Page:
After massive success with Downton Abbey and films including Paddington, Hugh Bonneville returns to the theatre for the first time in more than a decade, opening the 2016 Chichester Festival Theatre summer season in a major revival of Ibsen’s An Enemy Of The People.
It marks 30 years since he got his equity card and 20 years since he last performed in Chichester.
Now that Downton has faded from the horizon, last summer Jonathan Church sent me a few plays, asking me which one I really wanted to do and that he really wanted to use the stage in his final season in Chichester to finish in a big, epic wayHugh Bonneville
‘The last time I was in Chichester was The Handyman in the Minerva in 1996, but the last time I was on stage was Kevin Spacey’s opening production at the Old Vic in 2004, Cloaca. It heralded his reign at the Old Vic, and he has just handed over the reins to Matthew Warchus. And so there is a timeliness to me coming to Chichester just as Jonathan Church is handing over to Daniel Evans.’
So 12 years away from the boards… Is that something to get over?
Hugh (pictured left in rehearsals with Abigail Cruttenden) says:‘I suppose the proof will be in the coming weeks as we go into rehearsal. It’s a big part in a big play, with a big set piece in Act IV with the townsfolk all coming into a public meeting. The Chichester stage will be used in an epic sense. But being on stage again, will it be like getting back on a bike or will I need my stabilisers? I don’t know yet!
‘In film and TV, which I love, it is so different in so many ways, lack of rehearsal being a key element. But stage is really turning the tables. In film, what you do could be left on the cutting-room floor, but in the theatre it is the actors that are driving the piece.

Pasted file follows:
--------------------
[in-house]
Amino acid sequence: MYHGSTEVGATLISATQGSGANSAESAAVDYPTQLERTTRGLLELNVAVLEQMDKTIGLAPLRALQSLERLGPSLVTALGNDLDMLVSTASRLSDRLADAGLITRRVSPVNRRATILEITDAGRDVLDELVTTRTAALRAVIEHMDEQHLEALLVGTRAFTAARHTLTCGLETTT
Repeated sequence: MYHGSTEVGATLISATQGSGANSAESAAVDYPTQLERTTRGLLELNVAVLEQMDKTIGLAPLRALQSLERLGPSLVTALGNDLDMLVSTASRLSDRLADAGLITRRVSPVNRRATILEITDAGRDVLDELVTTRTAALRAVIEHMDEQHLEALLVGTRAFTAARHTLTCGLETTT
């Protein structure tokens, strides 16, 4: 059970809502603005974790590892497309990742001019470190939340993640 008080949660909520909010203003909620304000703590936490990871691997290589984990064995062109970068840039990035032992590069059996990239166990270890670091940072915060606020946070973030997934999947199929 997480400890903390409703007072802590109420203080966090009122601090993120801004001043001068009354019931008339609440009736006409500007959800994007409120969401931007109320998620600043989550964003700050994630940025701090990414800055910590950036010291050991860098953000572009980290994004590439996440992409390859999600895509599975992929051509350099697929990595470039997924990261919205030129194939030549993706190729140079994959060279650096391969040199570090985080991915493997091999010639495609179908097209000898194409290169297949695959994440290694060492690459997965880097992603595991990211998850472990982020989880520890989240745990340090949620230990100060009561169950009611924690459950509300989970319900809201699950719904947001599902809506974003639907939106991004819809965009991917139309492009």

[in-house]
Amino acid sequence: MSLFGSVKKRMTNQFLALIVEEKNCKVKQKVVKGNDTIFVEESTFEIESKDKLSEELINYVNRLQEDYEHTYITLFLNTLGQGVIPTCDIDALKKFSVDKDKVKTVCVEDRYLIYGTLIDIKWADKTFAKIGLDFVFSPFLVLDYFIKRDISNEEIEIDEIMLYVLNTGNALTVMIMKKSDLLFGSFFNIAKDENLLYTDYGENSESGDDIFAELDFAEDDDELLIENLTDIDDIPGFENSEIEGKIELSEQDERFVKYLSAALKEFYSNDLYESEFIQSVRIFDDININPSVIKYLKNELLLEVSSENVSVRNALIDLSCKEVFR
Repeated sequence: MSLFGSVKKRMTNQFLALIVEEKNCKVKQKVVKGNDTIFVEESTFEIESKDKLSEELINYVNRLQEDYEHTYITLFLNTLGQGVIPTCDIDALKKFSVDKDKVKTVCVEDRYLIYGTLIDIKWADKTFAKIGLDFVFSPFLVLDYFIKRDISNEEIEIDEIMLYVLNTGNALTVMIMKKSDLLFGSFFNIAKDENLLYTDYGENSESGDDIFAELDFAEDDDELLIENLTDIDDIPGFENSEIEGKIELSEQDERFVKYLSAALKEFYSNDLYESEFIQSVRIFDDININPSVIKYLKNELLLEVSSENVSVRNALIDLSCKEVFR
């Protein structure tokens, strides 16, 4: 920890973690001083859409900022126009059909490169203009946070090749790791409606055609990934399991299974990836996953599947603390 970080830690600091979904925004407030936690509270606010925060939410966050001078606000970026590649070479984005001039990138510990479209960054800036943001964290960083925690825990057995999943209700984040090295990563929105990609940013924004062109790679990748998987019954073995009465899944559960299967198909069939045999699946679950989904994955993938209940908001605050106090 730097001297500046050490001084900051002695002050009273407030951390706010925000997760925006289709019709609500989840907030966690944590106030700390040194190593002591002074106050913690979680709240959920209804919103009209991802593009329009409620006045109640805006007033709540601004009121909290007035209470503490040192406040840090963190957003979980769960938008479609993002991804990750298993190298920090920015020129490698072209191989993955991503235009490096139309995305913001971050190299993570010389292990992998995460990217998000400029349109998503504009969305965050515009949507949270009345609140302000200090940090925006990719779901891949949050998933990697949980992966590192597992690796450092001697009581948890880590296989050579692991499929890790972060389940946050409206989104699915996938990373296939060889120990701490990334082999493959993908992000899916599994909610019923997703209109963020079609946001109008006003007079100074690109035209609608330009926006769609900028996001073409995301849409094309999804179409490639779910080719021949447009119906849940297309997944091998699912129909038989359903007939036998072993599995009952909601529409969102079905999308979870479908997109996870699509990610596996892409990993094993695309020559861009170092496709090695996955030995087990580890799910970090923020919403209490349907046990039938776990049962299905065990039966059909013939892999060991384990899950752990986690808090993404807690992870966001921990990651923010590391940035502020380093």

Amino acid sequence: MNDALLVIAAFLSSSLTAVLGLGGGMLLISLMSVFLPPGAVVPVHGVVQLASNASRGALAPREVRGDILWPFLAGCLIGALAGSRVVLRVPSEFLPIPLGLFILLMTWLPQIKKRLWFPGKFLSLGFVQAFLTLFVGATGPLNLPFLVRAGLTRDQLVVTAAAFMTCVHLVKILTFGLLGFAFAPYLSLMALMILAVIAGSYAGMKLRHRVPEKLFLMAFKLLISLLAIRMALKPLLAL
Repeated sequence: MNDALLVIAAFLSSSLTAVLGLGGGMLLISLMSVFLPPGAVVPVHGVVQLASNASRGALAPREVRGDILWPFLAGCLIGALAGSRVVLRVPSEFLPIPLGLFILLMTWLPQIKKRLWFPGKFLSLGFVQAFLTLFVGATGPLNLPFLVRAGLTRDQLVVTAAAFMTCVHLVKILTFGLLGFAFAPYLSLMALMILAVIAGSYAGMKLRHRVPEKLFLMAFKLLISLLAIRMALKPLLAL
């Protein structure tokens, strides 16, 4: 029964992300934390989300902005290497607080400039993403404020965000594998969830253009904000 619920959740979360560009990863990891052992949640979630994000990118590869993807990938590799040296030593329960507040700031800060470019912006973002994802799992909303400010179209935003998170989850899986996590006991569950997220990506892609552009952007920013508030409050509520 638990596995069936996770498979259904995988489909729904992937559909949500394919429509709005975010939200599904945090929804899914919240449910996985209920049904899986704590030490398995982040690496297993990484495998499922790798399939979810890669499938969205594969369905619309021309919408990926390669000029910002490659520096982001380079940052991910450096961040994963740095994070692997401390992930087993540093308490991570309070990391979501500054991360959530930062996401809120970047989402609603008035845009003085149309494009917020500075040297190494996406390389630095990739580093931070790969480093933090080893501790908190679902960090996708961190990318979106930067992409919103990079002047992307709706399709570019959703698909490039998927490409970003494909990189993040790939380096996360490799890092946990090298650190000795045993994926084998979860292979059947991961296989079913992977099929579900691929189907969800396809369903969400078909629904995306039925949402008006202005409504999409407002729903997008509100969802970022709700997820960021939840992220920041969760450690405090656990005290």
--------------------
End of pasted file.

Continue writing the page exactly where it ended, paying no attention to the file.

‘In film and TV, it is the other way round. It is the crew that become the driving force. They are there from eight in the morning to maybe nine at night, and the cast just pop in and out. In Downton, sometimes you didn’t see your co-stars for weeks because they are filming a different storyline.
‘In the theatre the set-up involves everyone getting on this big ship and keeping everyone on board, and then hopefully a couple of hours later you are still all on board together, including the audience!’
Inevitably, it’s the conclusion of Downton Abbey which has created the possibility of Hugh’s stage return.
‘(CFT artistic director) Jonathan and I have been meeting up in various coffee shops over the past few years. He has always been very kindly saying would I come to Chichester, but unfortunately the timing has never been right. We generally filmed February to August for Downton, and then you need to lie down in a dark room, by which time the Chichester season is coming to an end.
‘But now that Downton has faded from the horizon, last summer Jonathan sent me a few plays, asking me which one I really wanted to do and that he really wanted to use the stage in his final season in Chichester to finish in a big, epic way.
‘I had never read An Enemy of the People before, but I really could not put it down. To see this great vibrant character, Dr Stockmann, was fascinating, this man who upholds freedom of speech and freedom of expression and the freedom to do the right thing and blow the whistle.’
Stockmann, Chief Medical Officer of the Baths, has made a shocking scientific discovery about the standards of sanitation at the popular local spa. Luckily technology has a ready solution: the polluted baths must close immediately, so cleansing and rebuilding work can be carried out. But not everyone sees things quite so simply